The New Year has begun and my goals and plans are made for new business ventures and writing opportunities. I decided to blog today because I had neglected this enjoyable way of communicating, as busyness crowded my time during the holidays. Christmas, for me, is filled with joy and happiness that comes from the closeness of family and friends.

I signed on to the internet and, there, in bold headlines was the shocking news of a shooting in Tucson, in which a congresswoman had been shot in the head. In all, 18 people were hit, 6 were dead, and the gunman apprehended.

I don’t report news of this kind, as a rule. I tell people of the sadness and despair that follows the death of a loved one, regardless of the circumstances. My concern and expertise are tied to emotional upheaval and the need to put a loved one to rest. Comfort and healing are the necessary ingredients for survivors when a life is lost.

As I listened to the news reports, the tears came and a deep feeling of sadness enveloped me. My childhood was spent in a small town, and at a time, when shootings, street violence, and random killings were not frequent occasions. The people who lost loved ones today will need support and comfort for a long time. Those who were injured may be traumatized for many years.

Regardless of how a death occurs, there are warm, loving, and effective means for helping the bereaved.
Listen.
Affirm their feelings.
Spend time with them, preferably in person, but otherwise, by phone.
Assure them that you care and can be counted on for support.
Plan short activities out and about that are relaxing.

My personal goal for 2011 is to stay strong and give more.
My business goal for 2011 is to learn more and reach more.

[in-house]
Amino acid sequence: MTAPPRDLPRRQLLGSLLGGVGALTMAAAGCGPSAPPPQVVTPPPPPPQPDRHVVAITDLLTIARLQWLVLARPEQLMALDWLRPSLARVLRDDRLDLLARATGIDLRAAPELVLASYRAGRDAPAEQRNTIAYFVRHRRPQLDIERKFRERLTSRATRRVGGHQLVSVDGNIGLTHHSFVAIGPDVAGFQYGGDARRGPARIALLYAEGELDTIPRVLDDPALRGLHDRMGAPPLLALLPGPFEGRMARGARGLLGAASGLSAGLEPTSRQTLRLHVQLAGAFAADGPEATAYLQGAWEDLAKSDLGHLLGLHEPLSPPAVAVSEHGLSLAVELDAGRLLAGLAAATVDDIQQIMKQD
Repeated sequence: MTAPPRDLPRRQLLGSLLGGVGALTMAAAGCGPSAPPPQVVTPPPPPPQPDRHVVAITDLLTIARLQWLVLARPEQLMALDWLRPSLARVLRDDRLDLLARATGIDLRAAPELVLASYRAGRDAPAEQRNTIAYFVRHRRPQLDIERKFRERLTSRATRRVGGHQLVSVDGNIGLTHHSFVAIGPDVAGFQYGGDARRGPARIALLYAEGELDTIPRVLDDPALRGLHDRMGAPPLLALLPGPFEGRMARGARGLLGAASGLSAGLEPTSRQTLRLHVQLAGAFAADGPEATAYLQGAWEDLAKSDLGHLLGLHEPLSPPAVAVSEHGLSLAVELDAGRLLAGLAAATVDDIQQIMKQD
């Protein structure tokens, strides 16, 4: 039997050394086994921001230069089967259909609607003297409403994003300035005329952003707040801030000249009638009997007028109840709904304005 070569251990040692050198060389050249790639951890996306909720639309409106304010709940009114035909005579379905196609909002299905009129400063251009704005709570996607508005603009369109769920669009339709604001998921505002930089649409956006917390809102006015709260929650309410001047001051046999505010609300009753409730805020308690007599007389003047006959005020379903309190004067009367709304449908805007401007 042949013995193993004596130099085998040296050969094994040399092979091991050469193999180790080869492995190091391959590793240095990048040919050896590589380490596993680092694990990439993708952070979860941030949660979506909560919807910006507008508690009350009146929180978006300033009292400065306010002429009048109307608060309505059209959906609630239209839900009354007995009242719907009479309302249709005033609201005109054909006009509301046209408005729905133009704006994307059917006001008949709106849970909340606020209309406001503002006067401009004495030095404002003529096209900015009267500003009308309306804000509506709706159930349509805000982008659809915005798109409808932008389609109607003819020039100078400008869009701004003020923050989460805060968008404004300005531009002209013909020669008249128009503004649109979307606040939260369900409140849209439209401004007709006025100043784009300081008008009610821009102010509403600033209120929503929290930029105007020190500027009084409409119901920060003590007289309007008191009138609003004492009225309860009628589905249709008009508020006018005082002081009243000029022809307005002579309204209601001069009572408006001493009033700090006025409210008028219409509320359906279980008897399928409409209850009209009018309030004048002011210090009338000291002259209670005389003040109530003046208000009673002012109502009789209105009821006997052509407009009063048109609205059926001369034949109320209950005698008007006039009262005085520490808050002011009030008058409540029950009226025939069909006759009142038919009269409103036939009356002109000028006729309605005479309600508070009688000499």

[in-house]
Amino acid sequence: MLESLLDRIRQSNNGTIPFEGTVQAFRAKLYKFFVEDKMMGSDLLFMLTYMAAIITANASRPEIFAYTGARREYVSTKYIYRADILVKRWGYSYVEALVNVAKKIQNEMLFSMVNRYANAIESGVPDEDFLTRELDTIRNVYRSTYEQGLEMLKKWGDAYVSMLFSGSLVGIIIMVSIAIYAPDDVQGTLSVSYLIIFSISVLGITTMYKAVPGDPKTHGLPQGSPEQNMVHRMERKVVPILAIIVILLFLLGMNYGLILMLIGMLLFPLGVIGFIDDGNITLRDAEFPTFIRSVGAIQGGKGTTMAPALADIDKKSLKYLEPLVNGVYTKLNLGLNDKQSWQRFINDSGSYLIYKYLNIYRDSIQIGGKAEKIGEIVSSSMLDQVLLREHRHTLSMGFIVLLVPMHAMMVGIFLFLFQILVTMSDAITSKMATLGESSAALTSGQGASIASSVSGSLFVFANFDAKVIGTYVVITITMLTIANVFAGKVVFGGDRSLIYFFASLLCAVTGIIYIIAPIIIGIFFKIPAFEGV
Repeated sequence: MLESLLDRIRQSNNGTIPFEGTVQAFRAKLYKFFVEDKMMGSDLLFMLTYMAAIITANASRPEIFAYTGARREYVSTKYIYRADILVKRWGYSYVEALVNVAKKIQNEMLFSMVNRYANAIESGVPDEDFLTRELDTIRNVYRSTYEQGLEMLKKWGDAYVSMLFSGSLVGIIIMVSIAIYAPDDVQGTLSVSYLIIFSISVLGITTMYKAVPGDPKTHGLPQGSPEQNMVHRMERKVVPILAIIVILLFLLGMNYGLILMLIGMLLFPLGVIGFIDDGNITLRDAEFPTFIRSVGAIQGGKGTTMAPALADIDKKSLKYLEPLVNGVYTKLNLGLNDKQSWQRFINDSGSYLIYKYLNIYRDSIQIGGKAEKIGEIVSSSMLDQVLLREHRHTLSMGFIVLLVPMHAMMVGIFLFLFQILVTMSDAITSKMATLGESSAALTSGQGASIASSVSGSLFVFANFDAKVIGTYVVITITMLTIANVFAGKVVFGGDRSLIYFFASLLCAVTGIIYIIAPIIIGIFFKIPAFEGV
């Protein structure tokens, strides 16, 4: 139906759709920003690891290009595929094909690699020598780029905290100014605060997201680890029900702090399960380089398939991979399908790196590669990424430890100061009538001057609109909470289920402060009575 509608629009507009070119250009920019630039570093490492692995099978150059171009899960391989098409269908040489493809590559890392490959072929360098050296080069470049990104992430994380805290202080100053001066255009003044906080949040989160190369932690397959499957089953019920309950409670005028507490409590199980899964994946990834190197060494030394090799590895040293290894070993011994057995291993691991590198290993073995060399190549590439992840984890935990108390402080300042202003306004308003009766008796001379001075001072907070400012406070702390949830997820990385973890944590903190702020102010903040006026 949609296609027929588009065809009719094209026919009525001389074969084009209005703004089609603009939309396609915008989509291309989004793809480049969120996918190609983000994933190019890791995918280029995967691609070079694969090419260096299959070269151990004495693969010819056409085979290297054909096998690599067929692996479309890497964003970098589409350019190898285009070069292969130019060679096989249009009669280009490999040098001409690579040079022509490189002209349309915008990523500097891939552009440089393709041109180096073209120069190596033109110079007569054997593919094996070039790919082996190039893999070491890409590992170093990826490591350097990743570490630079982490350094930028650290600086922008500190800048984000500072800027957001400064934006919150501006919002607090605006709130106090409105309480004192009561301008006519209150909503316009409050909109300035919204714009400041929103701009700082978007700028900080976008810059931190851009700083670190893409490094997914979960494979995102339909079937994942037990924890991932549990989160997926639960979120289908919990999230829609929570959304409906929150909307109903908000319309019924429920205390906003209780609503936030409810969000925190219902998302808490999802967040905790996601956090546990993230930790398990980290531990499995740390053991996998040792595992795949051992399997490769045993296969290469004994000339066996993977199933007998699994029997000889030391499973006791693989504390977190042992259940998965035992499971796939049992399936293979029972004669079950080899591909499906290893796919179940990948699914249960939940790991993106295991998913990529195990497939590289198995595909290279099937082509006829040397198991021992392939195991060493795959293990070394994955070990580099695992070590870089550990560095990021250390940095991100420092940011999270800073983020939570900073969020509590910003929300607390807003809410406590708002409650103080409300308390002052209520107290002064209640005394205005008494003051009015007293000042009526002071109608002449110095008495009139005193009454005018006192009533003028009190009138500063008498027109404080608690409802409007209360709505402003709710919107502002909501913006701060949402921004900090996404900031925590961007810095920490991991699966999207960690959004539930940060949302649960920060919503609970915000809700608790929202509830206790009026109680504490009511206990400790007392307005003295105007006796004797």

Here goes, New Year!
Cheers to everyone.
Judy

The Season of Giving

December 9th, 2010 by judytalks

Holidays are a time to celebrate, to spread good cheer, prepare special dishes, and give gifts to those we love.
For the past week, I’ve been decorating the house, putting up the tree, and taking my holiday treasures out of their boxes. I have decorative things I made, that were given me, or some I simply bought because it appealed to me. Most of my things, though, are hand made. They get a little the worse for wear after many years, so they are wrapped in tissue or towels from holiday to holiday.
But no matter what general condition an item may be in, the real value lies in the memories it evokes. Where did it come from, how long ago, and what people and occasions are brought to mind?
Some things have sad memories attached to them, things received in a year of stress or the death of a loved one. There may be mourning during the holidays, no matter how festive your home or how special the holiday you’re celebrating.
For people newly bereaved, spreading joy may seem impossible. Let others do the honors, while you lovingly share poignant memories of happy times and past celebrations with your loved one. This may serve as a reminder to others, to cherish the time we have together and keep those treasures safe from too much wear and tear.

Happy Holidays,
Judy

The Art of Listening

April 13th, 2010 by judytalks

Some people are born listeners. Others have to work at it. The good listener may or may not be a quiet, intuitive person, but to be a good listener, one has to be interested in the person who is talking.
I often talk here about grief and loss because those are the subjects I write and teach about. The art of listening in regard to those subjects has a high impact.
My last blog post dealt with the importance of giving consistent comfort to a grieving friend or family member. It included the fact of being a good listener. Here are some tips for listening if you happen to be one of those people who has to work a bit at it.

Ask a question and then stop talking. Don’t answer your own question.

Concentrate on the speaker. Lean forward, focus on that person’s face, and shut out surrounding distractions.

Encourage the speaker by nodding your head and affirming what they are saying. Reserve comments until they are finished. It may take awhile for a grieving or distressed person to “get it all out”, but the purpose of listening is just that. To lend your time and attention to the task of expression for someone you care about.

Practice listening and see if it doesn’t improve relationships, whether the situation involves a stressful situation or not. And if it does, be assured that you have offered a rare gift to someone in need. Simply listening gives immeasurable comfort in times of sadness and pain. It says,”Even though I can’t change how you feel, I care.”
Give someone your silent devotion.

Judy